Solid Waste & Recycling

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Waste Management Leadership

Like any industry, waste management has its leaders and followers. The leading companies are the ones that go beyond compliance, do things right because it is the right thing to do and strive to do be...


Like any industry, waste management has its leaders and followers. The leading companies are the ones that go beyond compliance, do things right because it is the right thing to do and strive to do better. Recently, I had the pleasure of meeting with two companies that show the leadership and vision needed in the waste management sector.

Walker Environmental Group

The Walker Environmental Group facility is located in Thorold, Ontario (about 15 kms west of Niagara Falls). The company recently received environmental assessment approval for the expansion of its landfill. The EA is noteworthy due to the relative speed it took from the time the Terms of Reference were approved to the time the company received approval from the Ministry of the Environment.

When I toured the facility and interviewed staff, I was really impressed with their operation and business philosophy. The company looks at their facility as a 3Rs R&D centre. (They call the cluster of administration buildings a “campus.”) In addition to a quarry and landfill, they do composting and have a biosolids treatment plant. They sell landfill gas to the nearby pulp and paper mill and also get GHG emission credits that they sell.

There were three things that struck me during my tour of the Walker site. First thing was the smell. I was approximately 30 minutes into to my tour of the landfill when it struck me — the smell. There was none! We were navigating an active landfill and there was no odor. Mike Watt, the General Manager, concedes that odors are occasionally an issue but states that the company has a good rapport with neighbors.

The second thing I noticed was the birds; there weren’t any of the nuisance sea gulls that you see at other landfills. I hadn’t realized that fact until Joe Lyng mentioned it to me.

Finally, the people struck me. I have never seen waste management professionals so proud of their facility. Tim McVicar, Director of Landfill and Transfer Operations, beamed as he showed me is pride and joy — the municipal landfill. The Compost Manager, Ed English, a veteran of composting since his days setting up the first municipal facility in Guelph 15 years ago, showed a similar passion as we toured the windrows that made up the municipal waste composting facility.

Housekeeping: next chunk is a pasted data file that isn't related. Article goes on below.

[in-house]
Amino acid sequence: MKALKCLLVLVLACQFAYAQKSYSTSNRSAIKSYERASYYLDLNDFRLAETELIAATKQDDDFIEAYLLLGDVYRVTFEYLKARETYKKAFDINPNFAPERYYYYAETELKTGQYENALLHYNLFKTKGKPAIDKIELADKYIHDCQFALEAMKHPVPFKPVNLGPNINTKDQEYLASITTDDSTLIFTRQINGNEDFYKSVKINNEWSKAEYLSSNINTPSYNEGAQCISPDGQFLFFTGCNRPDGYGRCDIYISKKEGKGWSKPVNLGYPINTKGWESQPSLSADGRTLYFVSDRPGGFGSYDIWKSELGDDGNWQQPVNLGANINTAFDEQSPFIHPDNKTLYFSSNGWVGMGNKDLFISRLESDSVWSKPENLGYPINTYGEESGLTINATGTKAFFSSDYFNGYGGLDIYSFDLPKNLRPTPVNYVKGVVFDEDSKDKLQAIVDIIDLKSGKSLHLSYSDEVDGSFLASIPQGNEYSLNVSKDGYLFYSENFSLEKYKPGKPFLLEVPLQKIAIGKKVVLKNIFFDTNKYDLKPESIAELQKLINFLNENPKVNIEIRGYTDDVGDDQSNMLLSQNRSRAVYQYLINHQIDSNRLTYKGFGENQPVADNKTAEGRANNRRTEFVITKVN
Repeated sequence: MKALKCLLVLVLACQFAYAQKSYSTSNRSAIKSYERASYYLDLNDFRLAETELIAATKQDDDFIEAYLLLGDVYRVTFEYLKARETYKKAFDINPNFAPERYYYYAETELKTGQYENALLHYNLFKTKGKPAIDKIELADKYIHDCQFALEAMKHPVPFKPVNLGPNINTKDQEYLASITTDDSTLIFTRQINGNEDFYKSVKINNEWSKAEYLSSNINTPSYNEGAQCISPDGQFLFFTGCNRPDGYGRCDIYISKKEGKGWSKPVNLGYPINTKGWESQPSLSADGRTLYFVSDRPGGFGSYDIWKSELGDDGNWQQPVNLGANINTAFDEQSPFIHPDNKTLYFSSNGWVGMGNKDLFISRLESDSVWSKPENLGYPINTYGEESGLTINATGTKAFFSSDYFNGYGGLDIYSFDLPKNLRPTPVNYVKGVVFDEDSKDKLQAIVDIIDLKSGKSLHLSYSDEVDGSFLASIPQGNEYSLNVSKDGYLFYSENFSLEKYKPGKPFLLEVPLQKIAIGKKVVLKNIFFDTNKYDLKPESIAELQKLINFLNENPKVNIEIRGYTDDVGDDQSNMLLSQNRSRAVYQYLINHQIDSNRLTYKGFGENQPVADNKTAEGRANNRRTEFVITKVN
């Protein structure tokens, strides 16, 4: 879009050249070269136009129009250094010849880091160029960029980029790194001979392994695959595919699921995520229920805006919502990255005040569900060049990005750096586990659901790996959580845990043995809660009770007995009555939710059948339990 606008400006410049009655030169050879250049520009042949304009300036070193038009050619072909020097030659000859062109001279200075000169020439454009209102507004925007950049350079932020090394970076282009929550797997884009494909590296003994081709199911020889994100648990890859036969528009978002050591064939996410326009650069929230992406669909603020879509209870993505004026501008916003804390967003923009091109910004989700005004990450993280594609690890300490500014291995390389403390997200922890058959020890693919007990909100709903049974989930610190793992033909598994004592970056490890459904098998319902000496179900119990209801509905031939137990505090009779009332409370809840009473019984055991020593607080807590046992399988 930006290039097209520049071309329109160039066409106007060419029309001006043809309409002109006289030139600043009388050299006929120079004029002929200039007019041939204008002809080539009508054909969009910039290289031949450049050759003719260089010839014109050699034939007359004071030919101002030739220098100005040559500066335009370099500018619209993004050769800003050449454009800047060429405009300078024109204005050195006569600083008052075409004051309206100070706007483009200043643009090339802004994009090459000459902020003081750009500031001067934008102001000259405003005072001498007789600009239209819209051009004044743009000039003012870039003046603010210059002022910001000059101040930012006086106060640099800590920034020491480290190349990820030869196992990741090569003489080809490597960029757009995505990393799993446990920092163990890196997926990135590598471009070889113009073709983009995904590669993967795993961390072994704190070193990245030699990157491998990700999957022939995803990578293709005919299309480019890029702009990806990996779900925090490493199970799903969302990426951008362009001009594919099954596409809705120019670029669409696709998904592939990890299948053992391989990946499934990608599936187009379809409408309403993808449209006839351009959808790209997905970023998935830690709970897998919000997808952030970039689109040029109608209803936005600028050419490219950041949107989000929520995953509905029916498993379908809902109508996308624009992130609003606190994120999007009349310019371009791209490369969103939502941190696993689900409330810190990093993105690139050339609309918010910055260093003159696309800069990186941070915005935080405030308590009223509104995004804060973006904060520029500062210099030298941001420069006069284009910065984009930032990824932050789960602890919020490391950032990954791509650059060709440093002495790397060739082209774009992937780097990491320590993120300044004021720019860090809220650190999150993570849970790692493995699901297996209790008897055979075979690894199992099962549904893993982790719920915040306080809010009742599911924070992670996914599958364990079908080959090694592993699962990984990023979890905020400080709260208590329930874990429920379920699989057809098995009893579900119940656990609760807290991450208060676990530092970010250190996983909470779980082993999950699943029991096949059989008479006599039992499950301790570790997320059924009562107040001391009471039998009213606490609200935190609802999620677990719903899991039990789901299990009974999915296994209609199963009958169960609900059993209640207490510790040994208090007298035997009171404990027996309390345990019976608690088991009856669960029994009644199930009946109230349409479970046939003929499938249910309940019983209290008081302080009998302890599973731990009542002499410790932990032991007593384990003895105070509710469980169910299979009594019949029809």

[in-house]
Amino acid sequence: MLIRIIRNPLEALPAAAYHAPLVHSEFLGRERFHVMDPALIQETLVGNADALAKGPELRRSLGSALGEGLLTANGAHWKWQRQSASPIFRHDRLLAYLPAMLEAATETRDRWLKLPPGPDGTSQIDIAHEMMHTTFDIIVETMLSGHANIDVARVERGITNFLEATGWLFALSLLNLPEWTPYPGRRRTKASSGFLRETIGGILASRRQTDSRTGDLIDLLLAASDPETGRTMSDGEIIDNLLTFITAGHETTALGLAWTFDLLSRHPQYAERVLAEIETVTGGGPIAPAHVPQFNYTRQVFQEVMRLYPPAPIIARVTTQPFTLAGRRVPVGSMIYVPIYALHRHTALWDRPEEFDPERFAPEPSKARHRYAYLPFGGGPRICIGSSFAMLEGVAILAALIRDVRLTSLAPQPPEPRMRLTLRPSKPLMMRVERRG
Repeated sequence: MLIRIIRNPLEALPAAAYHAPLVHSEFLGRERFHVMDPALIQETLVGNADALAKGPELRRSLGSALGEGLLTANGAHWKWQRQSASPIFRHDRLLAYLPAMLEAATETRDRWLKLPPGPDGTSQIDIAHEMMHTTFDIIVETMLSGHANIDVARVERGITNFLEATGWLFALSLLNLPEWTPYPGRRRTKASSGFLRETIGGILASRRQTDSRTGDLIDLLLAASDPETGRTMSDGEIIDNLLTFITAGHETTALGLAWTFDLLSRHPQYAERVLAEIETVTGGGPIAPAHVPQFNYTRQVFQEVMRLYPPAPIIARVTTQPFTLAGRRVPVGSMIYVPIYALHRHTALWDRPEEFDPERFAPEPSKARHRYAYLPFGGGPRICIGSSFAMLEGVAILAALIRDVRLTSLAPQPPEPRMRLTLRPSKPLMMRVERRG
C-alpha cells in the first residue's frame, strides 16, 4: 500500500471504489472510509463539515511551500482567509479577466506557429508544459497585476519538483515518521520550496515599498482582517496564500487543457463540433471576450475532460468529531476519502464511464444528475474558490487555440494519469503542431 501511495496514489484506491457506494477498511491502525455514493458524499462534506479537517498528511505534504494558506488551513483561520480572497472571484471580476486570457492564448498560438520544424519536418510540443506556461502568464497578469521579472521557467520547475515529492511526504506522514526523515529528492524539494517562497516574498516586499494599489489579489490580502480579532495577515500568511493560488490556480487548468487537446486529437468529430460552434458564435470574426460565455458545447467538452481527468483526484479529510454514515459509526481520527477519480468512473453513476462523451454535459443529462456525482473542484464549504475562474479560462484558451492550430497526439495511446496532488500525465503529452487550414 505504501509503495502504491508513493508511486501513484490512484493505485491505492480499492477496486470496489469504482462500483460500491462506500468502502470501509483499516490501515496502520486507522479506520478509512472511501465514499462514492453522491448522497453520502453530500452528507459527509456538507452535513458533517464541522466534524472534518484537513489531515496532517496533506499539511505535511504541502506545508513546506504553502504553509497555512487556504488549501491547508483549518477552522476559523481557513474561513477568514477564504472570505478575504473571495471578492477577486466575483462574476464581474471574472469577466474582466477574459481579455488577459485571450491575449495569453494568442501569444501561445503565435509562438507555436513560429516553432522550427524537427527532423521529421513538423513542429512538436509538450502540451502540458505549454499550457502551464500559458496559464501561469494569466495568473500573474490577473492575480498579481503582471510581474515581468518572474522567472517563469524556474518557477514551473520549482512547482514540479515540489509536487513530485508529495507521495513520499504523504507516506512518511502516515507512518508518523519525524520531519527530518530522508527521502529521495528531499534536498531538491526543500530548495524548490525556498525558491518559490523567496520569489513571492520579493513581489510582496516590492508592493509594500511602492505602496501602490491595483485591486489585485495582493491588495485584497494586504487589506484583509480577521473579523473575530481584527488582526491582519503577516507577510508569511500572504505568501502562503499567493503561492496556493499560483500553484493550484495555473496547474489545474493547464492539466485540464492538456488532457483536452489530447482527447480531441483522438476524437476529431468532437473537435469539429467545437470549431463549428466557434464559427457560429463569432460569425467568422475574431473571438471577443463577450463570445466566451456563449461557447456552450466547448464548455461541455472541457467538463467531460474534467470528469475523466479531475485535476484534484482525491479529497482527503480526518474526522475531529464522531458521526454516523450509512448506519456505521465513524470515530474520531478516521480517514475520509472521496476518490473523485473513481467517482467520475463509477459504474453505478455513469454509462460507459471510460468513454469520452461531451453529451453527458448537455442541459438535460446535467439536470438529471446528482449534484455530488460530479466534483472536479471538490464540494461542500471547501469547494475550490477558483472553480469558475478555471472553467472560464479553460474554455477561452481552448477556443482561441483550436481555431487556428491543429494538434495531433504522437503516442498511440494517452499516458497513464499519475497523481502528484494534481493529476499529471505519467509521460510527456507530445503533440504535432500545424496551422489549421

From an economics standpoint, Walker bases its operation on the tipping fee/treatment costs. In this way, it doesn’t run into the problem of having to cut corners treating incoming material when the market for finished product fluctuates.

No operation is without some need of improvement. The biosolids facility utilizes alkaline stabilization along with mechanical drying to produce a fertilizer approved under the federal Fertilizer Act. However, an open bed biofilter with a bark media is used to treat odors. I would have considered a more advanced system.

Lafleche Environmental

The Laflche Environmental facility is located outside the Town of Moose Creek in Eastern Ontario, approximately 60-km southeast of Ottawa. The company sees environmental sustainability as the first objective in waste management.

Andre Laflche, CEO of the company, views his facility as an integral part of a much larger eco-industrial development. The anchor operation is a bioreactor landfill, which speeds up the generation of biogas for electricity generation. (For a comparison, see the “Landfill Technology” article, page 17.) The other operations the surround the landfill are a composting, leachate treatment, soil treatment, and a recycling.

A strong supporter research and development, Laflche funded a study of peat moss filters in leachate treatment, and the use of shredded tires in drainage systems. Future projects include research on new ways to process and reuse old plastic. Partners in the R&D include the University of Ottawa and the University of Guelph.

Future plans for the eco-industrial park include the construction of anaerobic digesters to handle farm and septic waste. The biogas generated would be used for either electricity generation or for heating greenhouses. The treated biosolids would be used as fertilizer.

When you arrive at the site, it hardly looks like a landfill because the slope of garbage doesn’t reach the tree line. The landfill is being worked in sections and won’t rise above 15 metres.

There must be room for improvement at the Lafleche eco-industrial development as the landfill has, in the past, had some opposition from neighbors.

Across Canada, some companies and municipalities are realizing the synergies created by grouping waste management activities into an eco-industrial park. Done right, such a park can be a source of pride in the community where jobs are created, R&D is performed, and products and energy is created.

John Nicholson, M.Sc., P.Eng., is a consultant based in Toronto, Ontario. Contact John at jnicholsonjr@rogers.com


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